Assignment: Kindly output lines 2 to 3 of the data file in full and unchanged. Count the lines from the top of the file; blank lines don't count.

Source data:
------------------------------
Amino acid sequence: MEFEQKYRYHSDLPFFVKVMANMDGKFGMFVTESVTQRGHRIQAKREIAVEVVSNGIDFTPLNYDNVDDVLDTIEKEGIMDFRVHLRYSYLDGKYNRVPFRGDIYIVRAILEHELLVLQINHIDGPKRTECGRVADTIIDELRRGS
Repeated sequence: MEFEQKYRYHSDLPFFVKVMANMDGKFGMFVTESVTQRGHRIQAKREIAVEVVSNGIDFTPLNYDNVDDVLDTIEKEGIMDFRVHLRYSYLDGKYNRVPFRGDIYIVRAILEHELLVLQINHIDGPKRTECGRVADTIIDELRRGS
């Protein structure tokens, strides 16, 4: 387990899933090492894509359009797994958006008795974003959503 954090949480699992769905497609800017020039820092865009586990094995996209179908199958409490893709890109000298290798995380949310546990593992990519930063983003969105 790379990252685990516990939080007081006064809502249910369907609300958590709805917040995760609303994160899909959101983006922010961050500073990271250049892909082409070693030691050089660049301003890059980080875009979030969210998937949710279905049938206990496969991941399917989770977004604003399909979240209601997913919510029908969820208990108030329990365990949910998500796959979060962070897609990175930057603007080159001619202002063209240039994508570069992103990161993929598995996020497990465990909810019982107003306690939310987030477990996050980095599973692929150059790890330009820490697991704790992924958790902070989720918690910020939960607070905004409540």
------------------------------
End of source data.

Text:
Repeated sequence: MEFEQKYRYHSDLPFFVKVMANMDGKFGMFVTESVTQRGHRIQAKREIAVEVVSNGIDFTPLNYDNVDDVLDTIEKEGIMDFRVHLRYSYLDGKYNRVPFRGDIYIVRAILEHELLVLQINHIDGPKRTECGRVADTIIDELRRGS
């Protein structure tokens, strides 16, 4: 387990899933090492894509359009797994958006008795974003959503 954090949480699992769905497609800017020039820092865009586990094995996209179908199958409490893709890109000298290798995380949310546990593992990519930063983003969105 790379990252685990516990939080007081006064809502249910369907609300958590709805917040995760609303994160899909959101983006922010961050500073990271250049892909082409070693030691050089660049301003890059980080875009979030969210998937949710279905049938206990496969991941399917989770977004604003399909979240209601997913919510029908969820208990108030329990365990949910998500796959979060962070897609990175930057603007080159001619202002063209240039994508570069992103990161993929598995996020497990465990909810019982107003306690939310987030477990996050980095599973692929150059790890330009820490697991704790992924958790902070989720918690910020939960607070905004409540």